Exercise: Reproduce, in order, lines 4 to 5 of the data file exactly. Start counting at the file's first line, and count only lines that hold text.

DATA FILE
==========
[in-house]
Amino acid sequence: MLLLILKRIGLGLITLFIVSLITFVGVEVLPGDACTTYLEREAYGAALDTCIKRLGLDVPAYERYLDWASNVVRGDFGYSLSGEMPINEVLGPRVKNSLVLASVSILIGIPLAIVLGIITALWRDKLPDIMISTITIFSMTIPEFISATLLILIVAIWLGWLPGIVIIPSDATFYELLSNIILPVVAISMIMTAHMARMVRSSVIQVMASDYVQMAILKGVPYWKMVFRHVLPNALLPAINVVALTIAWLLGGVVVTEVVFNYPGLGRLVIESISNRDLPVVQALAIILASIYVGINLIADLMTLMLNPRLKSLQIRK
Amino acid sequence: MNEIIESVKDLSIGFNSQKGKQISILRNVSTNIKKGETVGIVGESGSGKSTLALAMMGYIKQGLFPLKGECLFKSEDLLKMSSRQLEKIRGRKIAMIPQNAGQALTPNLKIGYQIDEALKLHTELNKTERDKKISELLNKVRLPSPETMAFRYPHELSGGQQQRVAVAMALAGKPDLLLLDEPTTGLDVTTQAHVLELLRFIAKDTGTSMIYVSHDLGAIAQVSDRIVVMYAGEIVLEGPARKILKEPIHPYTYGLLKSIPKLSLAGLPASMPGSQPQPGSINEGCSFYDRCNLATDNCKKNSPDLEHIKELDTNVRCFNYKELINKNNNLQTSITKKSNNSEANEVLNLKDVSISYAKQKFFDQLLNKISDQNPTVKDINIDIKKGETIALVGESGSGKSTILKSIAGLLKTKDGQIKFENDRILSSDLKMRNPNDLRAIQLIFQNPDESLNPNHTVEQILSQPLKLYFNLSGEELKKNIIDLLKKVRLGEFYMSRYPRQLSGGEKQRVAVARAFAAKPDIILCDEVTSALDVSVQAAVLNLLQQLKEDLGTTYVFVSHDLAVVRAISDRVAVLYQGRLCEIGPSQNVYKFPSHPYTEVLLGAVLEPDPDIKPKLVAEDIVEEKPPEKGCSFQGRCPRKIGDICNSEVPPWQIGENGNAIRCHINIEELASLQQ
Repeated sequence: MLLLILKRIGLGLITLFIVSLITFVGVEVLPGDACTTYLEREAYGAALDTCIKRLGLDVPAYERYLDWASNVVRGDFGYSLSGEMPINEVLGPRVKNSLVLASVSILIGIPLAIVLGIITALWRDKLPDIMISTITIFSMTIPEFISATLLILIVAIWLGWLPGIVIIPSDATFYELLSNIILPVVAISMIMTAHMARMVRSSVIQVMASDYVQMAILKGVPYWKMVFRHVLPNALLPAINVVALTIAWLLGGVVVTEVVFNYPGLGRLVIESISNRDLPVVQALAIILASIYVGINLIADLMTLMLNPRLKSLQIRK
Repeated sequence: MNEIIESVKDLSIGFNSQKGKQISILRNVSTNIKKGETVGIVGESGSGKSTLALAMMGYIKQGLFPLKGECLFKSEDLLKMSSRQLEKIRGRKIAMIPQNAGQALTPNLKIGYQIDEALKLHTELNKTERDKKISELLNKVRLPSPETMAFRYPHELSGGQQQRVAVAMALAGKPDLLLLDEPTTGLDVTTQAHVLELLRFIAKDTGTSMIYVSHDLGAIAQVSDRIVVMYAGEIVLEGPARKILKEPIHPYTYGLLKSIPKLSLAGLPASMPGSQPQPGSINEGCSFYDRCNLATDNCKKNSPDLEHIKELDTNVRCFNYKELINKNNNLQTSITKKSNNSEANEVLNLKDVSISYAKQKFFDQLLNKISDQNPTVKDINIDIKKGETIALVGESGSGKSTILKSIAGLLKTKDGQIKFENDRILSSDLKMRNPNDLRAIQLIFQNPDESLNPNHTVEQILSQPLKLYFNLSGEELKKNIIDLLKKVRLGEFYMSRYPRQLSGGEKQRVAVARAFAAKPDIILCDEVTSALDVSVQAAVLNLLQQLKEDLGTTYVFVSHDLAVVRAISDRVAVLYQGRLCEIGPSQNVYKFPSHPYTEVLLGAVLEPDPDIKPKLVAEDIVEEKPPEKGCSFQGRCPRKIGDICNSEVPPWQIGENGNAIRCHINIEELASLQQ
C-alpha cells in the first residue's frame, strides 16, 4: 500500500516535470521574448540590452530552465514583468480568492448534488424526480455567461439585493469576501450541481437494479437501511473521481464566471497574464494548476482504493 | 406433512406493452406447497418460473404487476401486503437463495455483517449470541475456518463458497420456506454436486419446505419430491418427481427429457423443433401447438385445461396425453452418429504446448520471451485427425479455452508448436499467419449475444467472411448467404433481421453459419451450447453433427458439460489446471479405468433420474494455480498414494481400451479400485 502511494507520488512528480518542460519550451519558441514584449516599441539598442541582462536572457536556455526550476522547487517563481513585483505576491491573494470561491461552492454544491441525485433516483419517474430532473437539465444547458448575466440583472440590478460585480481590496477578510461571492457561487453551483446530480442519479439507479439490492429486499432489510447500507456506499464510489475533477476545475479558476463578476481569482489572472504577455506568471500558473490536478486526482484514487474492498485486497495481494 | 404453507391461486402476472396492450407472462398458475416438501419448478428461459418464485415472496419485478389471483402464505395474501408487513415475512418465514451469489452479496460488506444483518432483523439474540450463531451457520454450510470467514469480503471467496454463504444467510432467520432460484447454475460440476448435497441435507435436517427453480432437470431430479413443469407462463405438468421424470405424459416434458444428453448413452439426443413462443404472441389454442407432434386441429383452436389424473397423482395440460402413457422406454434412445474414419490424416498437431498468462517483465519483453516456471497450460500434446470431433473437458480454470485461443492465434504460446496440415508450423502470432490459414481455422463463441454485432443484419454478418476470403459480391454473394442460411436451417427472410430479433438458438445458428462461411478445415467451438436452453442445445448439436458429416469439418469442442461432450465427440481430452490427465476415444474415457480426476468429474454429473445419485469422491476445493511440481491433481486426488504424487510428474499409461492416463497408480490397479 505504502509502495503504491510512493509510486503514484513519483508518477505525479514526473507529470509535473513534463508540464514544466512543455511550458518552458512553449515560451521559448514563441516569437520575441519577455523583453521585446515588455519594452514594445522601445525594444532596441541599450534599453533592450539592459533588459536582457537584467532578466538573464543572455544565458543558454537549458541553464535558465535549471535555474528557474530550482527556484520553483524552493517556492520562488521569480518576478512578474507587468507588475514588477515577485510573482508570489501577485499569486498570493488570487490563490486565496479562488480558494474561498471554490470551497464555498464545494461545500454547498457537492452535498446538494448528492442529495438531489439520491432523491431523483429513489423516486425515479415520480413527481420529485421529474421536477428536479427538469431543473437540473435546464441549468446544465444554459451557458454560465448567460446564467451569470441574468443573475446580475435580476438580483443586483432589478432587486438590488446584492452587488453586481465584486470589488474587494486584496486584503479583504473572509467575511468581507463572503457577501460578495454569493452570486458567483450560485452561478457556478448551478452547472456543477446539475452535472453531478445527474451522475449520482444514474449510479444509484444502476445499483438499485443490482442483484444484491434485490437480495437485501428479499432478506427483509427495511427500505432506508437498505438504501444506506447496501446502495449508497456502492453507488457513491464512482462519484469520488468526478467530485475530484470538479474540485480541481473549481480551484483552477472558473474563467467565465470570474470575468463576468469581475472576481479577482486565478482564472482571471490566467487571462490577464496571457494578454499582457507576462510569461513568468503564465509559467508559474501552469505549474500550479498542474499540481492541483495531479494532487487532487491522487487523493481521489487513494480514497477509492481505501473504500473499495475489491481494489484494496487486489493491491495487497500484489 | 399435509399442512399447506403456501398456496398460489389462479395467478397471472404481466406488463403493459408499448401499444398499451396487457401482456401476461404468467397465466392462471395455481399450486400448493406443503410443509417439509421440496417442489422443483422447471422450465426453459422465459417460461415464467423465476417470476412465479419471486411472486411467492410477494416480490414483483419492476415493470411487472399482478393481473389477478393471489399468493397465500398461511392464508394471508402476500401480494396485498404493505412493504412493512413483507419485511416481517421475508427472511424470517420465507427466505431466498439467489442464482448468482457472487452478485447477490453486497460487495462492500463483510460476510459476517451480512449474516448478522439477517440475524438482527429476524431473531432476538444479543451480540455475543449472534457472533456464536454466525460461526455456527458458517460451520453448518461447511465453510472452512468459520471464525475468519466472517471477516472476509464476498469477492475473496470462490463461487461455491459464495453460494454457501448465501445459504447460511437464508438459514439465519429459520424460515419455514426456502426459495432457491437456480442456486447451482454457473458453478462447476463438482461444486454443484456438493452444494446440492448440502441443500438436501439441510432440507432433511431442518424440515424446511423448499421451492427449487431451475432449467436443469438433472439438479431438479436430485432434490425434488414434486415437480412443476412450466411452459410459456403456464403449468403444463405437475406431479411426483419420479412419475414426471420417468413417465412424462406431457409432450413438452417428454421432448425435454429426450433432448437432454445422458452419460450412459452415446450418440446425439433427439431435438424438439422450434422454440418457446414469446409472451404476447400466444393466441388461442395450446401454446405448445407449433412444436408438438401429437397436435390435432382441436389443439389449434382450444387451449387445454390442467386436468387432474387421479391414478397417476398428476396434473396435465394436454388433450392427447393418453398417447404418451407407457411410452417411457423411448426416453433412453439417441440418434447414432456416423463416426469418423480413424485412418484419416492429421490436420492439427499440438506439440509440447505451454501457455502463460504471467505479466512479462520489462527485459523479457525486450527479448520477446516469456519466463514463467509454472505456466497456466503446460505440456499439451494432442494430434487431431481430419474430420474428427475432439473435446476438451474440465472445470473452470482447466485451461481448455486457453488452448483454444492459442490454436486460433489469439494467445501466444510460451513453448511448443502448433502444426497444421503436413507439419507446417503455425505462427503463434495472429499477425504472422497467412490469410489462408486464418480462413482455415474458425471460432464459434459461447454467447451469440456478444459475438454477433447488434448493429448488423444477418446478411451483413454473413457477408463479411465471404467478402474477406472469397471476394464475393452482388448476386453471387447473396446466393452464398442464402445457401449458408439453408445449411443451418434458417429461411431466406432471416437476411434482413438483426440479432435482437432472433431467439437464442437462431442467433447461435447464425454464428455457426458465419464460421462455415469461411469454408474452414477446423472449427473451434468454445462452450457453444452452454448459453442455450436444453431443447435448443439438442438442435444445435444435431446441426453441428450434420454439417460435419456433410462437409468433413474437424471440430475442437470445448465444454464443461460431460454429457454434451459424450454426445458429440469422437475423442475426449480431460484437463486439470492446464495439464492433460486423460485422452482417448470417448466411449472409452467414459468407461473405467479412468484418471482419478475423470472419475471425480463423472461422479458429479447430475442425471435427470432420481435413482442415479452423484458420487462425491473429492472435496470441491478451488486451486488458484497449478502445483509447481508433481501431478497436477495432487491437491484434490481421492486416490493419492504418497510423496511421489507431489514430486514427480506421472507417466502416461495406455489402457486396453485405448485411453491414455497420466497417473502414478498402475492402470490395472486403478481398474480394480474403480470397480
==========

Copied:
Repeated sequence: MLLLILKRIGLGLITLFIVSLITFVGVEVLPGDACTTYLEREAYGAALDTCIKRLGLDVPAYERYLDWASNVVRGDFGYSLSGEMPINEVLGPRVKNSLVLASVSILIGIPLAIVLGIITALWRDKLPDIMISTITIFSMTIPEFISATLLILIVAIWLGWLPGIVIIPSDATFYELLSNIILPVVAISMIMTAHMARMVRSSVIQVMASDYVQMAILKGVPYWKMVFRHVLPNALLPAINVVALTIAWLLGGVVVTEVVFNYPGLGRLVIESISNRDLPVVQALAIILASIYVGINLIADLMTLMLNPRLKSLQIRK
Repeated sequence: MNEIIESVKDLSIGFNSQKGKQISILRNVSTNIKKGETVGIVGESGSGKSTLALAMMGYIKQGLFPLKGECLFKSEDLLKMSSRQLEKIRGRKIAMIPQNAGQALTPNLKIGYQIDEALKLHTELNKTERDKKISELLNKVRLPSPETMAFRYPHELSGGQQQRVAVAMALAGKPDLLLLDEPTTGLDVTTQAHVLELLRFIAKDTGTSMIYVSHDLGAIAQVSDRIVVMYAGEIVLEGPARKILKEPIHPYTYGLLKSIPKLSLAGLPASMPGSQPQPGSINEGCSFYDRCNLATDNCKKNSPDLEHIKELDTNVRCFNYKELINKNNNLQTSITKKSNNSEANEVLNLKDVSISYAKQKFFDQLLNKISDQNPTVKDINIDIKKGETIALVGESGSGKSTILKSIAGLLKTKDGQIKFENDRILSSDLKMRNPNDLRAIQLIFQNPDESLNPNHTVEQILSQPLKLYFNLSGEELKKNIIDLLKKVRLGEFYMSRYPRQLSGGEKQRVAVARAFAAKPDIILCDEVTSALDVSVQAAVLNLLQQLKEDLGTTYVFVSHDLAVVRAISDRVAVLYQGRLCEIGPSQNVYKFPSHPYTEVLLGAVLEPDPDIKPKLVAEDIVEEKPPEKGCSFQGRCPRKIGDICNSEVPPWQIGENGNAIRCHINIEELASLQQ